3. Ian Bogost writes about this very thing in Persuasive Games, actually, arguing that video games have created a new form of rhetoric: "procedural rhetoric".

    As the name implies, the idea is that the kinds of information and arguments that video games are best suited to delivering are procedural. He mentions several games along these lines, but he specifically mentions "The McDonald's Game" ( and how it uses a sim game to make an argument about the fast food industry. The beauty of its style of argument is that it doesn't just TELL the player the argument and the evidence. The player discovers the arguments (plural) and evidence through the procedural experience the designers have engineered.

    Omnia sounds like a similar sort of experience, where the player isn't just reading/hearing another person's reasoning on historical revisionism... they are being given the opportunity to perform the revisions. Of course, the designers still have control over the rules and consequences of in-game actions, which is what makes the experience a form of argument.

    I suppose it's sort of like letting players use games to experiment with the Socratic method and hypothesis testing with/on themselves.

    It's easy to think of other scenarios where this sort of "procedural argument" and "procedural learning" might take place. For example, we could design a game that explained how the stock market works by letting players experiment with buying and selling. But it also seems like there might be other arguments that video games would have a difficult time making, such as any argument explaining (asserting) what Hamlet was about.

    It also raises the question of the difference between mere procedural experiences and "games". Let's face it, the stock market one might be informative, but would it be fun? Does that matter? Are documentaries SUPPOSED to be?

  4. I wrote a longer version of this comment, but then I deleted it :(

    So, terse version: I'd rather see games that focus on systemic forces in history than linear adventure games. I don't think that conveying very specific pieces of information is what games are best at. (There are exceptions, of course.)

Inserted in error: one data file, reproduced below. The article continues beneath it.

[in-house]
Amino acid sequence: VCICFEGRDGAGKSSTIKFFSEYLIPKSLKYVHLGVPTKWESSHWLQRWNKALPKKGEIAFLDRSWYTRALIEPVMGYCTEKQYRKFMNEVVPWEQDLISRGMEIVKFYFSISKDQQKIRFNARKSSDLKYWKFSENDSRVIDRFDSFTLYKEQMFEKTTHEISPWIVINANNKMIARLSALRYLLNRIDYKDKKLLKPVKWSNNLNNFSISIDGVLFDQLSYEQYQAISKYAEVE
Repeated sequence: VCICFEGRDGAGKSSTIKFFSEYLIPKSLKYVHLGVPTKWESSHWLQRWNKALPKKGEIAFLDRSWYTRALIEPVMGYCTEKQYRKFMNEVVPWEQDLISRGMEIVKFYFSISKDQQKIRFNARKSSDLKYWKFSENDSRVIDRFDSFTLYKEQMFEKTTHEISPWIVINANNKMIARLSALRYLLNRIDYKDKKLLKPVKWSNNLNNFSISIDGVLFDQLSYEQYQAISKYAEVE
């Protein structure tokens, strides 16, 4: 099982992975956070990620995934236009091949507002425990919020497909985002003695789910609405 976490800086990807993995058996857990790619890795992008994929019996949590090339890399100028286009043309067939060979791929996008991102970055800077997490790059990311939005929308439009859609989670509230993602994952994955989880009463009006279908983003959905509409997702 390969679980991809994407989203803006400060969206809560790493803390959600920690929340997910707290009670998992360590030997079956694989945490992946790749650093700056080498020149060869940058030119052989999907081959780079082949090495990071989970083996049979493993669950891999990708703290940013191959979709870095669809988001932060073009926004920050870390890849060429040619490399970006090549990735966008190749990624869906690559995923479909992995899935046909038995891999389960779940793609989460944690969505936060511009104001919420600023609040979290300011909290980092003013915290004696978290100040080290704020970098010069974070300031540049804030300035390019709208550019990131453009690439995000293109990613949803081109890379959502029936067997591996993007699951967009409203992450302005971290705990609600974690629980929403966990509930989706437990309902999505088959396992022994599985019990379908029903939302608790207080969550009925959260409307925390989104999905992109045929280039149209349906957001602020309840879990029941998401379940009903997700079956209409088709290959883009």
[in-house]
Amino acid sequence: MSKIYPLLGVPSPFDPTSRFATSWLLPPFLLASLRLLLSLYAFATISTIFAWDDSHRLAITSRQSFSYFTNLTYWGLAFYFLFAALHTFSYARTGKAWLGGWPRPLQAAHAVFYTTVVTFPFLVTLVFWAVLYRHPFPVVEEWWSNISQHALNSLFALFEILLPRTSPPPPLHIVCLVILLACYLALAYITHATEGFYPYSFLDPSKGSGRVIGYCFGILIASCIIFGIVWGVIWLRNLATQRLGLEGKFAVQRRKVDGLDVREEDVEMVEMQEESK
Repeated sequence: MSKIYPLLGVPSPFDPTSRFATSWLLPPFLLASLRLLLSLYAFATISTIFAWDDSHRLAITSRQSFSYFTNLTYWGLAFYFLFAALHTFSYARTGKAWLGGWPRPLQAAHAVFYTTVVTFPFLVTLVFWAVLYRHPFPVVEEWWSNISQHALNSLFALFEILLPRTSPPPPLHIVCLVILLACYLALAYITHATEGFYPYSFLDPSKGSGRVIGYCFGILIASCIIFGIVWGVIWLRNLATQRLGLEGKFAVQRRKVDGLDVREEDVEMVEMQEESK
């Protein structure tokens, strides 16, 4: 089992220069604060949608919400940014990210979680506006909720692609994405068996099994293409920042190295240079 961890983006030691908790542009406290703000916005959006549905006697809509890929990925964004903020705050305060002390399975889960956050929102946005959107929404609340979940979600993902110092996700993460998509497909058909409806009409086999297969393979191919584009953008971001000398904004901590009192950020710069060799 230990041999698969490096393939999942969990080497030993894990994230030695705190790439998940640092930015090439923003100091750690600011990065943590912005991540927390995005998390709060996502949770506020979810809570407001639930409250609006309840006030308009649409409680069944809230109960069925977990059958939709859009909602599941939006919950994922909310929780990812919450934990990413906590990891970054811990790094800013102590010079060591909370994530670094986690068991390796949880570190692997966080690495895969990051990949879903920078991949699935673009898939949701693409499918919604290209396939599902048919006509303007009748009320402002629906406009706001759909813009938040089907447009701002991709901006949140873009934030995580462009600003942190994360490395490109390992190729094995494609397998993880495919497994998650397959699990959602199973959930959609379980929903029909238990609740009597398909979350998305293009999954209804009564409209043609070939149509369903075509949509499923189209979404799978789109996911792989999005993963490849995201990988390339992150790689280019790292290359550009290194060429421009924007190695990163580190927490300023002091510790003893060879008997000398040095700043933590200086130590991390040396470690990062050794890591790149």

I'm also concerned that games should not make history seem inevitable in retrospect. Some events/shifts/movements would have happened in some form in any imaginable case, but others were spectacularly unlikely, the unpredictable results of many chaotic elements interacting.

  5. Talking about very specific points in history usually leads to gameplay that is one sided. Who want to play a game as the Nazi Forces when you know that eventually you will fall to your doom! Though, it has worked for Halo: Reach which started off with the destruction planet Reach.

    Mystery is something that is needed in order to keep gamers on their toes. If you are going to do a historical game maybe feature a point and time that people might not have any idea about. One could also form a game around a historical end but insert a non fictional story line that leads to the same historical end.

  6. Excellent and thoughtful comments all around. Thank you all so much.

    @ Adrian

    Spot on. Which is exactly why Doc. Games are trapped.

    @ Chris

    I share your concerns with interactivity in the genre. The examples you mention are interesting experimentations with the format, but they still fall into the "supplemental experience" category for me.

    'Super Colombine Massacre,' while grotesque, is probably the most interesting case. By swapping between complicity in the violence and observing factual information about the event (the actual eulogy for one of the victims for example), the player is forced to contemplate the entirety of the event. While less of a documentary, it does probe interesting territory by exploring ones own feelings toward an event as its main purpose.

    @ Matthew

    Ah, Persuasive Games is my go-to text these days. I absolutely adore the concept of procedural rhetoric and it fuels my own research into serious games. The problem with documentary games and procedural rhetoric is precisely what Adrian mentioned in his comment - a documentary game cannot maintain historical accuracy/linearity while also conveying meaning procedurally.

    The sort of systems learning you're talking about could be educational, engaging, and even fun, but that is still distinct from documentary game design.

    @ Max

    I agree on both sentiments. This, of course, gets into systems literacy (or fluency, which I like better) and games learning, which you know far more than I about.

    @ Gaming

    I think mystery is probably the best angle to approach documentary narratives of events. Maybe asking players to make their own documentary is a good way to examine history interactively. (Although even in this case, I would say the game elements are still supplementary.)